Double-Dip Recession Unlikely?
Tuesday, June 15, 2021 2:25 PM

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In sharp contrast with market fears that the US economy is headed for significantly slower growth, or even a double-dip recession, the pace of activity is expected to quicken somewhat in coming months. To be sure, the threat of contagion from the European sovereign debt crisis remains a potentially significant headwind for global growth.

The advance in first-quarter output was revised down; real consumer spending stalled and core capital goods orders declined in April; and the March-April surge in home sales probably will fade with the expiration of the first-time homebuyer tax credit. However, incoming data portray a robust economy, one accelerating from a 3% pace in Q1 to a 4% annual clip in Q2 even as consumer spending decelerates. A 3% overall growth is expected in the second half of this year.

Three factors account for that strength:
1) still-strong global demand,
2) the 'handoff' to domestic strength through accelerating income, and
3) the lingering impact of fiscal stimulus, especially in infrastructure outlays.

Those incoming data aren't as weak as market participants' fear. First, the downward revision to Q1 GDP owed importantly to a temporary lull in software outlays and to warmer weather that reduced spending on utilities. The former represents a consolidation in the pace of spending, not the start of a slowdown. After all, capex outlays picked up early in this recovery compared with past norms, so a bumpy start should not be a surprise. Ditto for capital goods orders, which have shown a pronounced pattern of weakness in the first month of the quarter, followed by strength in the second and third months. Thus, the April data understate strength in domestic and overseas demand for US-made capital goods.

The May employment statistics are perhaps the best example of data being less weak than meets the eye. While non-farm payrolls ex-Census-worker hires rose by just 20,000 last month, the timing of the payroll survey week in April and unusually favorable weather probably borrowed job gains at the expense of May; the two-month gain of 122,000 more accurately represents the underlying pace. Thanks to steady increases in the workweek, moreover, that hours worked are estimated to rise at a 3% annual clip in Q2 — the strongest pace since Q1 2006.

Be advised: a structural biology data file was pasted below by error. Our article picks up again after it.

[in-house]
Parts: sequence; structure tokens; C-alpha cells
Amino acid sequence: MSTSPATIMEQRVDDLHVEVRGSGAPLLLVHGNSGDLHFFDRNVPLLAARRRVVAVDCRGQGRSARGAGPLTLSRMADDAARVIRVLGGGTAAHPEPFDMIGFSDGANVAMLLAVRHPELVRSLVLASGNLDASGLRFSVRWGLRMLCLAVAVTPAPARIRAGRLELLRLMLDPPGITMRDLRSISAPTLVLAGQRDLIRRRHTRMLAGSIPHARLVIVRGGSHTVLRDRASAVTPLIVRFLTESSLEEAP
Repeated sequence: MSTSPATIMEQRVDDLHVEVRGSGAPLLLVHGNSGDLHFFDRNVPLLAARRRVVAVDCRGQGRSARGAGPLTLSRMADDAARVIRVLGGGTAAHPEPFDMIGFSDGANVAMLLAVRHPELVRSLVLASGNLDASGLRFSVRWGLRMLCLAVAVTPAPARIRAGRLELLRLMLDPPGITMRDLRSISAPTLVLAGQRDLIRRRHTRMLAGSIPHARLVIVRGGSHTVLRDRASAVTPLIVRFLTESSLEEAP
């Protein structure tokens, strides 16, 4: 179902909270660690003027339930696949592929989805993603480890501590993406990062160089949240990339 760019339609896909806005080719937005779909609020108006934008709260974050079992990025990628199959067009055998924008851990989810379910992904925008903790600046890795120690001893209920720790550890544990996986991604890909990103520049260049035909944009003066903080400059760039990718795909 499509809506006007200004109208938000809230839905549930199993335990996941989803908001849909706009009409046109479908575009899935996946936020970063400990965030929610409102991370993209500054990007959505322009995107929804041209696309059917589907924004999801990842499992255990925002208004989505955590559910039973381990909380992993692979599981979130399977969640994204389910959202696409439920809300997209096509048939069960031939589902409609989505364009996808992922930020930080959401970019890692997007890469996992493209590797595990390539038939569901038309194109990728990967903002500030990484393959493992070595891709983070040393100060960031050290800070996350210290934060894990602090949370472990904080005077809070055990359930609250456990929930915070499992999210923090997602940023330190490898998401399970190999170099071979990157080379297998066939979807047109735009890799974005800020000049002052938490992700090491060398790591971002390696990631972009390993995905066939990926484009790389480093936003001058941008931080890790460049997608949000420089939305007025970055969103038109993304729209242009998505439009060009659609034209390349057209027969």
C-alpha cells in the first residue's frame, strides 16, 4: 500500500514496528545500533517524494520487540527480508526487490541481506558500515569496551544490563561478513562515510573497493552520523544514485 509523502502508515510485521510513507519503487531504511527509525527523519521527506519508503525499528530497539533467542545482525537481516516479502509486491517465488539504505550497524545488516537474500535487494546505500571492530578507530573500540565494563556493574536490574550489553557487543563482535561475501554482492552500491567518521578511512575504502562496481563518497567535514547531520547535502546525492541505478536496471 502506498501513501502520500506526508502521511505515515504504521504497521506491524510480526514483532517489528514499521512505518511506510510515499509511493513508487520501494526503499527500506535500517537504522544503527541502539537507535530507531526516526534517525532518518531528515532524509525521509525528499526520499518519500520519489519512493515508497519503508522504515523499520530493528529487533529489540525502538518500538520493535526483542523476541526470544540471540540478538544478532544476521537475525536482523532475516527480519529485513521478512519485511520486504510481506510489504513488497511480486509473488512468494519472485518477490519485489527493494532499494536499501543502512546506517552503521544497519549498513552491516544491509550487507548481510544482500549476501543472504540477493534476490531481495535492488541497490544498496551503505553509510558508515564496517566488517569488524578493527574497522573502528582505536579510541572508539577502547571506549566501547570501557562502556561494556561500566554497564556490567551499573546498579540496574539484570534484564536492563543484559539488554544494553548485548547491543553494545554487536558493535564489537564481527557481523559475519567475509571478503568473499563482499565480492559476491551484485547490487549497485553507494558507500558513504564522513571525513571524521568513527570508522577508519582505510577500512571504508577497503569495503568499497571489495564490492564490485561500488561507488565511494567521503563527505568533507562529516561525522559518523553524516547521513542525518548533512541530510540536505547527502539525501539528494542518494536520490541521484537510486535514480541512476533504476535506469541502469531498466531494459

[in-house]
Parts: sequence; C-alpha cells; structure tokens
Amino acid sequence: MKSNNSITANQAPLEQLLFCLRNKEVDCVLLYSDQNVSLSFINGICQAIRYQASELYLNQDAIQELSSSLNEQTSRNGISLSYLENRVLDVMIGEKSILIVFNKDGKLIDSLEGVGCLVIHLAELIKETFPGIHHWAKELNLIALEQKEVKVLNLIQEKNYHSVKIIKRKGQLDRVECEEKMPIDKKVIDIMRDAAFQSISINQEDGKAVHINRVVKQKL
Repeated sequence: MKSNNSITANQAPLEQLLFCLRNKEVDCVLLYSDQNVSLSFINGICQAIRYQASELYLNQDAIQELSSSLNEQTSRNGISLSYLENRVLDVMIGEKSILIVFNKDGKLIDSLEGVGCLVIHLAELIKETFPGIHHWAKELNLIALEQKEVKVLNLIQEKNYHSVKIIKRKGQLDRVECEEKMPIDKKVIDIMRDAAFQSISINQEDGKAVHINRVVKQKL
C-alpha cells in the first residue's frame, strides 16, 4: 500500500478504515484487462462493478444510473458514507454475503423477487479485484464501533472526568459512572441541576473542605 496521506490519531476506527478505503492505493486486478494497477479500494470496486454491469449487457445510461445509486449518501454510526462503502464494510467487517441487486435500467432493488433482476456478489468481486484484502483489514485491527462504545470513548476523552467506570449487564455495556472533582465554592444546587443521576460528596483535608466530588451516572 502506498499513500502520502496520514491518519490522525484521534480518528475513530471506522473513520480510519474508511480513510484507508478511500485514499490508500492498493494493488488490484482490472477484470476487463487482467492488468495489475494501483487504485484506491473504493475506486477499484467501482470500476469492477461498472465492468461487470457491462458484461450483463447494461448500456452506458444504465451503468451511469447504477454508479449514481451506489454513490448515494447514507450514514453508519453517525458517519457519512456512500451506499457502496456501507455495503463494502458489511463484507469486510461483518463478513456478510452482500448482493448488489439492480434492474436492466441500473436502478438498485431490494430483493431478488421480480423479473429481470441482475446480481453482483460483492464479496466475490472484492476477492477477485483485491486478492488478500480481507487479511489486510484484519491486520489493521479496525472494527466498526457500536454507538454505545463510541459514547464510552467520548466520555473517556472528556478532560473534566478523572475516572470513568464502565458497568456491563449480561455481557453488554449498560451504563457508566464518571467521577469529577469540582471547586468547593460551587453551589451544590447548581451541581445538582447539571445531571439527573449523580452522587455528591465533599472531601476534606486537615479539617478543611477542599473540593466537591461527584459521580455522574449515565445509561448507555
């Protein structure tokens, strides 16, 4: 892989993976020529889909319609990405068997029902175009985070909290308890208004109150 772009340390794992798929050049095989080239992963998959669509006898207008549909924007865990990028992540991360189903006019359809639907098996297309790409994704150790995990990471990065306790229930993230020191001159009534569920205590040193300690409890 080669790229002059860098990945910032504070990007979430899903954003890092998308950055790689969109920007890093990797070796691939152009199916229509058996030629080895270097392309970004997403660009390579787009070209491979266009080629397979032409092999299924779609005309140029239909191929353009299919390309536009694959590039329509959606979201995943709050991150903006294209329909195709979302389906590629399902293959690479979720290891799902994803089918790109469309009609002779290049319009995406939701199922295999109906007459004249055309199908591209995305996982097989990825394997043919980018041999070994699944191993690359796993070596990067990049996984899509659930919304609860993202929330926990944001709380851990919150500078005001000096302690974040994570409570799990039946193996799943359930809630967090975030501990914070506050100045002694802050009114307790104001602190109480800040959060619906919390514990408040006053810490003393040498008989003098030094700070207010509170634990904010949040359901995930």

Fourteen months after passage of the American Recovery and Reinvestment Act, the March-April   data for state and local construction outlays show that such Federally-enabled spending has at last overwhelmed ongoing cutbacks by state and local governments in construction of schools and other public works. Real state and local nonresidential construction outlays are estimated to rebound at an 18% annual rate in the current quarter, following two quarters in which such spending plunged at an average 12.9% annual rate. To be sure, the recent surge probably overstates the new upswing, but there remains ample unspent Federal funding, and officials are unlikely to turn off the spigot in an election year when incumbents are threatened.

Contagion from the European sovereign debt crisis remains a potentially significant headwind, manifest in a stronger dollar, sinking equity wealth, higher bank and capital-market funding costs, and the potential for slower European growth to spill over into the global economy. Hints that heavily-indebted sovereigns are inclined to restructure their debt rather than succumb to fiscal austerity are elevating those worries. However, limitations to the downside risks are expected through each of those channels.

Moderate gains in consumer spending and a rising personal saving rate (to 5%+) are expected over the balance of the year, despite hearty income gains. In addition, the lower energy quotes and lower mortgage rates that are partly the result of the sovereign crisis are potentially significant tailwinds for US consumers. Together with a decline in other energy quotes, that decline could add $75 billion (0.7%) annualized to discretionary income in the spring and summer months. The dip in conventional 30-year mortgage rates to about 4.8% has triggered a minor refinancing boom; reduced debt service will further add to discretionary spending power for many mortgage borrowers.
There is also concern that a stronger dollar in concert with the sovereign crisis would promote deflation. In contrast, we think the fundamentals for pricing power are gradually improving. In our view, although slack in the economy remains significant, the change in slack also matters for inflation, and slack continues to narrow as companies cut back capacity and industrial production continues to boom. Inflation will remain tame for now, but the stage is set for an upturn in 2011.
 

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